So, What Fun Can We Have With Chicago’s Upcoming Special House Election?
Moe Lane has a crazy idea for the upcoming special House election in Illinois, where Jesse Jackson Jr. has resigned, after increasingly bizarre behavior, a long disappearance from the public eye, and an announcement that he was on medical leave earlier this year for treatment of bipolar disorder.
Hold on, hear me out. Let’s jump back for a second to 2009. You might remember that in 2009 Rahm Emanuel resigned his House seat (IL-05) in order to bungle being White House Chief of Staff. Well, that caused a special election to trigger, and at the time I took the position that hey, how’s about trying to, maybe, I don’t know: win it? . . . And I was told, quietly but firmly, no. Folks didn’t like the candidate, didn’t like the idea of spending the money, didn’t want to contest the seat. And that’s fine; but here’s the thing. The Democrat who won (Mike Quigley) the primary was cordially hated by the rest of the Illinois Combine, and the general election he beat Rosanna Pulido, 30.6K to 10.6K. Two years later, Quigley’s opponent David Ratowitz got 38.9 K votes in the 2010 general election. Didn’t matter then, because Quigley got 108.3K votes . . . but it shows that there were in fact enough potential Republican voters in the IL-05 to win a low-turnout special election, if sufficiently motivated.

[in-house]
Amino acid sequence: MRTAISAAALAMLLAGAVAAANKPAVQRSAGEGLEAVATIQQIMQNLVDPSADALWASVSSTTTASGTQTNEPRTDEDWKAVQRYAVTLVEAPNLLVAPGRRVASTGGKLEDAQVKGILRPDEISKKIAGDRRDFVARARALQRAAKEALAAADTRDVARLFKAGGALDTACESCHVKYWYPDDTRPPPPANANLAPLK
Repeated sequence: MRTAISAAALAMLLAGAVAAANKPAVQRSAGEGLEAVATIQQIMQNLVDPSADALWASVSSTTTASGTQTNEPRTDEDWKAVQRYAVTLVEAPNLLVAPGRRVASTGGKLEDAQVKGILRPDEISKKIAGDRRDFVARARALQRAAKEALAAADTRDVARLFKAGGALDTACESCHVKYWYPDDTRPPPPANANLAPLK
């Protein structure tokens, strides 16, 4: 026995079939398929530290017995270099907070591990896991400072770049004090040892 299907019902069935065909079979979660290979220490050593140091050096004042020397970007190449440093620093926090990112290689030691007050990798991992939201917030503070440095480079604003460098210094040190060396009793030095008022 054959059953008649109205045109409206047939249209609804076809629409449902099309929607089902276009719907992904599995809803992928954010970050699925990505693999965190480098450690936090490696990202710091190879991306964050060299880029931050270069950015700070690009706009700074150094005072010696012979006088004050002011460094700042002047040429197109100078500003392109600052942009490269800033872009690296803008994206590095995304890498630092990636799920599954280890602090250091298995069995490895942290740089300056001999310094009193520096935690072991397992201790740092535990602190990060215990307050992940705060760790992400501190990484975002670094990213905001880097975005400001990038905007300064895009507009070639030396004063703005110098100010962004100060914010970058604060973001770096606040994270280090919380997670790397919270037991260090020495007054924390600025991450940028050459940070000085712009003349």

Now, let’s look at IL-02. In the last election Jackson got 181K votes to Brian Woodworth’s 67.4K. But Jesse Jackson’s quitting in, frankly, disgrace: and there’s going to be a vicious internal Democratic fight for his seat; and it’s a special election, which means low turnout. If the GOP does nothing, none of that will matter. If the GOP decides to make the Democrats work for the seat . . . it still may not matter. But . . . then again, it might. We won’t know until we actually try. What we do know is that doing nothing doesn’t work*.
All of which leads up to the observation that if anybody reading this has a clever plan about how to boost turnout in traditionally unfriendly districts, then there’s going to be a Republican campaign in Illinois in the very near future that is probably going to want to hear from you.
You can check out the oh-so-precise district lines here.
Jazz Shaw appears game, and already talking tactics:
So how do you do it? The first thing to settle on is what you don’t do. You don’t dump a ton of money into an air war that gets the Democrats noticing that there’s a race going on. What you do instead is bring back a very old, but mostly forgotten idea which we used to great effect in 2010: Precinct Captains. Invest the available resources in identifying one solid Republican in each and every precinct. Get them the data from pouring through registration stats to identify every single Republican and potential independent in the few miles around their house. Help them round up a few friends and quietly begin going door to door explaining the situation. Save your money for the final week before the special election and then hit a direct mail bomb targeting only the people on those lists.
The message is fairly simple. “Hey. There’s an election on Tuesday, and for the first time in living memory you’ve got a chance to have your voice heard. All you have to do is show up, because the liberals aren’t going to. Hell, we’ll even come give you a ride.”